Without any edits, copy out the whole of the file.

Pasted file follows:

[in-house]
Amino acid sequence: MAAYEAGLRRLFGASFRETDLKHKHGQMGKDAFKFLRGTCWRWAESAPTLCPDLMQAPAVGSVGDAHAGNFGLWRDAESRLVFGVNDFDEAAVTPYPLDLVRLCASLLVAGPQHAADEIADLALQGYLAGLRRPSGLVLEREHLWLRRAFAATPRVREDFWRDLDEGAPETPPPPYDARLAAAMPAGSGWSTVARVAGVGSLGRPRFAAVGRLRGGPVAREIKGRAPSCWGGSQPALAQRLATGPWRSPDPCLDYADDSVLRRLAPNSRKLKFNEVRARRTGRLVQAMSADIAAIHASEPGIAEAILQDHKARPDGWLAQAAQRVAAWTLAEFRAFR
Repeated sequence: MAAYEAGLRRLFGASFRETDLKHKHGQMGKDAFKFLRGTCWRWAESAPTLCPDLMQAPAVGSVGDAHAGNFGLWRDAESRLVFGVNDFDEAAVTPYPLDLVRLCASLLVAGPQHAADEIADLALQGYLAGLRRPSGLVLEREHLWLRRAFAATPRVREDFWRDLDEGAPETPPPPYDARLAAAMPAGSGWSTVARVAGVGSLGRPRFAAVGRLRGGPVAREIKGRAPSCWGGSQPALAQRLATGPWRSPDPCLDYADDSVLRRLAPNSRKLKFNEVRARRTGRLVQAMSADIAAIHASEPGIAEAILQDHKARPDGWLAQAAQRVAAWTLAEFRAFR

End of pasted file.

[in-house]
Amino acid sequence: MAAYEAGLRRLFGASFRETDLKHKHGQMGKDAFKFLRGTCWRWAESAPTLCPDLMQAPAVGSVGDAHAGNFGLWRDAESRLVFGVNDFDEAAVTPYPLDLVRLCASLLVAGPQHAADEIADLALQGYLAGLRRPSGLVLEREHLWLRRAFAATPRVREDFWRDLDEGAPETPPPPYDARLAAAMPAGSGWSTVARVAGVGSLGRPRFAAVGRLRGGPVAREIKGRAPSCWGGSQPALAQRLATGPWRSPDPCLDYADDSVLRRLAPNSRKLKFNEVRARRTGRLVQAMSADIAAIHASEPGIAEAILQDHKARPDGWLAQAAQRVAAWTLAEFRAFR
Repeated sequence: MAAYEAGLRRLFGASFRETDLKHKHGQMGKDAFKFLRGTCWRWAESAPTLCPDLMQAPAVGSVGDAHAGNFGLWRDAESRLVFGVNDFDEAAVTPYPLDLVRLCASLLVAGPQHAADEIADLALQGYLAGLRRPSGLVLEREHLWLRRAFAATPRVREDFWRDLDEGAPETPPPPYDARLAAAMPAGSGWSTVARVAGVGSLGRPRFAAVGRLRGGPVAREIKGRAPSCWGGSQPALAQRLATGPWRSPDPCLDYADDSVLRRLAPNSRKLKFNEVRARRTGRLVQAMSADIAAIHASEPGIAEAILQDHKARPDGWLAQAAQRVAAWTLAEFRAFR